As has been demonstrated for a number of other proteins involved in RNA metabolism in Drosophila (Dequin et al., 1984; Segalat and Lepesant, 1992), Hrb57A is excluded from the nucleus until the onset of zygotic transcription. Our in vivo studies in blastoderm embryos allowed a direct observation of the kinetics of nuclear import of Hrb57A (Fig. 2). During the interphases of these early cycles the intranuclear concentration of the protein increased almost linearly. In contrast, the kinetics of the export of the hnRNP from the nucleus at mitosis was very rapid. The fact that Hrb57A is continuously imported throughout most of the interphase period in early embryogenesis suggests that the protein might require the assembly of active transcription before nuclear transport. However, a similar kinetics of nuclear import was observed for the transcription-associated protein, NonA (Buchenau et al., 1993 a, 1996). This protein is still transported in the presence of the RNA polymerase II inhibitor α-amanitin. We are presently investigating the behavior of Hrb57A under these conditions.
Dangli and Bautz (1983) have shown that the Hrb57A protein is almost exclusively localized in the puff at 93D of heat shocked third instar larvae. The experiments described here clearly demonstrate that this phenomenon also occurs in embryos and therefore indicate that it might reflect an important and basic function of the 93D transcript. Transcription of this locus and its influence on other heat shock loci have been studied in some detail (Garbe and Pardue, 1986; Hovemann et al., 1986; Bendena et al., 1991; Vazquez et al., 1993; Hogan et al., 1994; Sharma and Lakhotia, 1995; Lakhotia and Sharma, 1995). Since a variety of proteins concentrate at the 93D locus upon heat shock, for example, Hrb87F (Haynes et al., 1991; Hovemann et al., 1991) and the heat shock protein HSP90 (Morcillo et al., 1993), it has been proposed that the ω-n transcript fulfills a storage function for the sequestration and protection of transcription factors and other nuclear proteins during heat shock (Hogan et al., 1995). However, the fact that its transcription is modulated in nonheat shock conditions (Bendena et al., 1991) suggests that it could also serve as a sink for these proteins when they are not actively engaged in transcription or mRNA processing. Our in vivo observations support this hypothesis. During heat shock and the termination of transcription at most nuclear loci, we measured Hrb57A redistribution leading to the accumulation of >50% of the protein at the 93D locus, as opposed to the disappearance of the protein from the nucleus under these conditions (Figs. 6 and 7,A). After heat shock, during the early stages of recovery, there is obvious retrograde redistribution and appearance of new protein loci throughout the nuclear volume (Fig. 8), presumably representing reinitiated transcriptional loci.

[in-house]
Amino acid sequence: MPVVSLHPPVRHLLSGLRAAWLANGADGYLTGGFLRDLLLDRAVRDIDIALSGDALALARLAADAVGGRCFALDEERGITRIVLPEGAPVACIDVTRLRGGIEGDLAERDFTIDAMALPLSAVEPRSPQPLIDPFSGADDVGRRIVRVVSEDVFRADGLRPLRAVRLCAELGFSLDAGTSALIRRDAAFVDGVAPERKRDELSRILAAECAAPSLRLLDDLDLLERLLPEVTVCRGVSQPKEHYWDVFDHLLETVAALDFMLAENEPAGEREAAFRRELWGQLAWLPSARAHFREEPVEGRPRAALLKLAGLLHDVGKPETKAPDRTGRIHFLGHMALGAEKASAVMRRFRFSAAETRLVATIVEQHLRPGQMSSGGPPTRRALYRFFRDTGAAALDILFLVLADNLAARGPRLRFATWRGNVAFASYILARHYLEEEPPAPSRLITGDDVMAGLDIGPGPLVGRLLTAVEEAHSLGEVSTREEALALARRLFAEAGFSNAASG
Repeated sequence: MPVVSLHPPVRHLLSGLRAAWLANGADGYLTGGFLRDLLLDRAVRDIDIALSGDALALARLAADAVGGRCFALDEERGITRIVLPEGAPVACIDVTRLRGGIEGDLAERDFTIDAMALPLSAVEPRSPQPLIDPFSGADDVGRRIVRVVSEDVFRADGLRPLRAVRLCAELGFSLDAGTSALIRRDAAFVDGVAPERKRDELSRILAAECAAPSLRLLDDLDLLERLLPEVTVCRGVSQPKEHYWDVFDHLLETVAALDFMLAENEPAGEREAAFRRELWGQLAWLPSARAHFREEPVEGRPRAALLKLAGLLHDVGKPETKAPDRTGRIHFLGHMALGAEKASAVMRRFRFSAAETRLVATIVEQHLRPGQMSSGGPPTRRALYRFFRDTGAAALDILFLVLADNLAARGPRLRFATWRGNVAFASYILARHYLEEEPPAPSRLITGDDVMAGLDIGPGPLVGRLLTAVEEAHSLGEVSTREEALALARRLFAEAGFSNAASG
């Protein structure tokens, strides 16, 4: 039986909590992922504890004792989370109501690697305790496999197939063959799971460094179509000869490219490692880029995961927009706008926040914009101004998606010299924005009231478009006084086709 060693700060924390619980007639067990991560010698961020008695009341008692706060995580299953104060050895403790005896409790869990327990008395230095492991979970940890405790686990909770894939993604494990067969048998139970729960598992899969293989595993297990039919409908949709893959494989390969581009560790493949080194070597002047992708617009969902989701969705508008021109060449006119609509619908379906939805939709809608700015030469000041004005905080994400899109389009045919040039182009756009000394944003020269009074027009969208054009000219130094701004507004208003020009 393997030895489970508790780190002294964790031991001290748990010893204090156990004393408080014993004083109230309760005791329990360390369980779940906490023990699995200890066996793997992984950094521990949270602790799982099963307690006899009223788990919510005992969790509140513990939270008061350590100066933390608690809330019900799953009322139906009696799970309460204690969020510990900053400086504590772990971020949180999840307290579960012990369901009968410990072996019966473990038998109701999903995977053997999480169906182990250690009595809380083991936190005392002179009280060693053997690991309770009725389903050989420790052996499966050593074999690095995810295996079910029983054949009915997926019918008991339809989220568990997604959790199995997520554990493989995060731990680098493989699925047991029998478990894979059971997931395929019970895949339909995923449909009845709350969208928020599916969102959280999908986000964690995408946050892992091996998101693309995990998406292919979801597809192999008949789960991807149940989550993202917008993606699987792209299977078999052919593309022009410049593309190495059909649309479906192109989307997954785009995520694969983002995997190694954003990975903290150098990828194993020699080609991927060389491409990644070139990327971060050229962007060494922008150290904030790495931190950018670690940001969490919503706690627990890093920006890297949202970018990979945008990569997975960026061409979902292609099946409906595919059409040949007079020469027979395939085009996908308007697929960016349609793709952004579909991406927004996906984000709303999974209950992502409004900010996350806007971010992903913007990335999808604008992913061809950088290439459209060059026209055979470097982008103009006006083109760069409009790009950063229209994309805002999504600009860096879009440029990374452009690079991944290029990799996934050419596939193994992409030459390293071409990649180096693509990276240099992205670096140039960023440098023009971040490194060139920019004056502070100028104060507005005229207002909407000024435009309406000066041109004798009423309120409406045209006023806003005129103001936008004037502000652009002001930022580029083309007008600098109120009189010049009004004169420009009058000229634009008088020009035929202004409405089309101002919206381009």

One of the striking results of our experiments is the demonstration that nuclear components, and transcriptional loci in particular, behave in a very dynamic manner in the living embryo. The few in vivo studies of nuclei in the literature corroborate this plasticity and movement in the nucleus (Buchenau et al., 1993,a; de Boni, 1994). Most of the models for nuclear architecture are derived, on the other hand, from experiments performed on fixed cells or in vitro preparations of nuclear extracts. An interesting model by which transcription might occur in the interchromosomal space on the periphery of the chromosome territories is derived from observations of fluorescence in situ hybridization of chromosome DNA sequence libraries, transcript labeling, and antibody staining for snRNPs (Zirbel et al., 1993; Cremer et al., 1994). The extensive literature on models involving the coupling of transcription to a nuclear matrix whereby the “RNA polymerases are immobilized onto the nuclear matrix structure and DNA reels through the immobilized transcription complexes” has been reviewed recently by van Driel et al. (1995).